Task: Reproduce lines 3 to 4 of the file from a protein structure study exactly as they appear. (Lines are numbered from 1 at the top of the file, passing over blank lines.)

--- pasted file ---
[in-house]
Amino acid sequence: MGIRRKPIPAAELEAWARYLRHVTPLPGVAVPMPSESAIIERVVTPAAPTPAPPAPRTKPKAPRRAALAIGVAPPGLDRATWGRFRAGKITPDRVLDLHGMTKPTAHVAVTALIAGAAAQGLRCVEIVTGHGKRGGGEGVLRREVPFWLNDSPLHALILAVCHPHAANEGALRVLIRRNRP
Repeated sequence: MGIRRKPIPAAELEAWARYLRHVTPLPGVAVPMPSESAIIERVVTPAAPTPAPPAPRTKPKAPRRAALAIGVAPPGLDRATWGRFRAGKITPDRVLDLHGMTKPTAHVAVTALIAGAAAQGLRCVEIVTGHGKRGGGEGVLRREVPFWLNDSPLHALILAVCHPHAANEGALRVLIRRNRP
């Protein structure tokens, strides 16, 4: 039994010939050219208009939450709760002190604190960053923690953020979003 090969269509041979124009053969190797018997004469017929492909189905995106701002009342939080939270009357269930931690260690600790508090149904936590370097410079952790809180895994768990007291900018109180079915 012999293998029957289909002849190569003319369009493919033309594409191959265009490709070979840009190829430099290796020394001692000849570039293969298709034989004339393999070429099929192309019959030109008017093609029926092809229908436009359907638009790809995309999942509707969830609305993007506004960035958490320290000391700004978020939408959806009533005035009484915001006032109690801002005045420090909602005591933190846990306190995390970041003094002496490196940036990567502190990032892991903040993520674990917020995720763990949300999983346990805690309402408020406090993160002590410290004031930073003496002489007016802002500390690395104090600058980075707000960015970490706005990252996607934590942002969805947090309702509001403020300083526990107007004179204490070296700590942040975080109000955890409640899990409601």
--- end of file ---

Repeated sequence: MGIRRKPIPAAELEAWARYLRHVTPLPGVAVPMPSESAIIERVVTPAAPTPAPPAPRTKPKAPRRAALAIGVAPPGLDRATWGRFRAGKITPDRVLDLHGMTKPTAHVAVTALIAGAAAQGLRCVEIVTGHGKRGGGEGVLRREVPFWLNDSPLHALILAVCHPHAANEGALRVLIRRNRP
């Protein structure tokens, strides 16, 4: 039994010939050219208009939450709760002190604190960053923690953020979003 090969269509041979124009053969190797018997004469017929492909189905995106701002009342939080939270009357269930931690260690600790508090149904936590370097410079952790809180895994768990007291900018109180079915 012999293998029957289909002849190569003319369009493919033309594409191959265009490709070979840009190829430099290796020394001692000849570039293969298709034989004339393999070429099929192309019959030109008017093609029926092809229908436009359907638009790809995309999942509707969830609305993007506004960035958490320290000391700004978020939408959806009533005035009484915001006032109690801002005045420090909602005591933190846990306190995390970041003094002496490196940036990567502190990032892991903040993520674990917020995720763990949300999983346990805690309402408020406090993160002590410290004031930073003496002489007016802002500390690395104090600058980075707000960015970490706005990252996607934590942002969805947090309702509001403020300083526990107007004179204490070296700590942040975080109000955890409640899990409601």